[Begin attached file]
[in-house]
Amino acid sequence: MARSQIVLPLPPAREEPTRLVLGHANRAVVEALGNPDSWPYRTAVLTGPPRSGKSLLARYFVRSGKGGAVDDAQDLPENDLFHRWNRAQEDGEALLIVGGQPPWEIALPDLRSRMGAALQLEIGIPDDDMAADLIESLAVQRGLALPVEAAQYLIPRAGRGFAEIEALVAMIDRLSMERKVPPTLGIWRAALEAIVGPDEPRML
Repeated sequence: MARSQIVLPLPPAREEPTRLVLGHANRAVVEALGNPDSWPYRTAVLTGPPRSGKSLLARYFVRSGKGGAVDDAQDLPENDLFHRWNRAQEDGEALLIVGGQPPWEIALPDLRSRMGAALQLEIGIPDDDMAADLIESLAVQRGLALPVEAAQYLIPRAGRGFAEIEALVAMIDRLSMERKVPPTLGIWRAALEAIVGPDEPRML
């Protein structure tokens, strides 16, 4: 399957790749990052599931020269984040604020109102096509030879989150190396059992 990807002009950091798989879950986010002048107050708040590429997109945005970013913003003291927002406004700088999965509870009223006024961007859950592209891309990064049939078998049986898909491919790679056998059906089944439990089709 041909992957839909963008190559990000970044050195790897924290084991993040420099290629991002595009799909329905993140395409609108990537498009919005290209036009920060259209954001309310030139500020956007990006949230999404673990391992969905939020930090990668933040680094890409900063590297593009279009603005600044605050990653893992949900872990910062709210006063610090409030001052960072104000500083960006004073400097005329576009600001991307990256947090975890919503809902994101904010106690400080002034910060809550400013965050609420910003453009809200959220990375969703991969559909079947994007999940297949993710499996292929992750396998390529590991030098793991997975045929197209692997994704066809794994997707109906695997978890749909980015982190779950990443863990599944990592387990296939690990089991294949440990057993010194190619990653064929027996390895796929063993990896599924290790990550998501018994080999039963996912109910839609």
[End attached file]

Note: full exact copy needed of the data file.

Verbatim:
[in-house]
Amino acid sequence: MARSQIVLPLPPAREEPTRLVLGHANRAVVEALGNPDSWPYRTAVLTGPPRSGKSLLARYFVRSGKGGAVDDAQDLPENDLFHRWNRAQEDGEALLIVGGQPPWEIALPDLRSRMGAALQLEIGIPDDDMAADLIESLAVQRGLALPVEAAQYLIPRAGRGFAEIEALVAMIDRLSMERKVPPTLGIWRAALEAIVGPDEPRML
Repeated sequence: MARSQIVLPLPPAREEPTRLVLGHANRAVVEALGNPDSWPYRTAVLTGPPRSGKSLLARYFVRSGKGGAVDDAQDLPENDLFHRWNRAQEDGEALLIVGGQPPWEIALPDLRSRMGAALQLEIGIPDDDMAADLIESLAVQRGLALPVEAAQYLIPRAGRGFAEIEALVAMIDRLSMERKVPPTLGIWRAALEAIVGPDEPRML
């Protein structure tokens, strides 16, 4: 399957790749990052599931020269984040604020109102096509030879989150190396059992 990807002009950091798989879950986010002048107050708040590429997109945005970013913003003291927002406004700088999965509870009223006024961007859950592209891309990064049939078998049986898909491919790679056998059906089944439990089709 041909992957839909963008190559990000970044050195790897924290084991993040420099290629991002595009799909329905993140395409609108990537498009919005290209036009920060259209954001309310030139500020956007990006949230999404673990391992969905939020930090990668933040680094890409900063590297593009279009603005600044605050990653893992949900872990910062709210006063610090409030001052960072104000500083960006004073400097005329576009600001991307990256947090975890919503809902994101904010106690400080002034910060809550400013965050609420910003453009809200959220990375969703991969559909079947994007999940297949993710499996292929992750396998390529590991030098793991997975045929197209692997994704066809794994997707109906695997978890749909980015982190779950990443863990599944990592387990296939690990089991294949440990057993010194190619990653064929027996390895796929063993990896599924290790990550998501018994080999039963996912109910839609």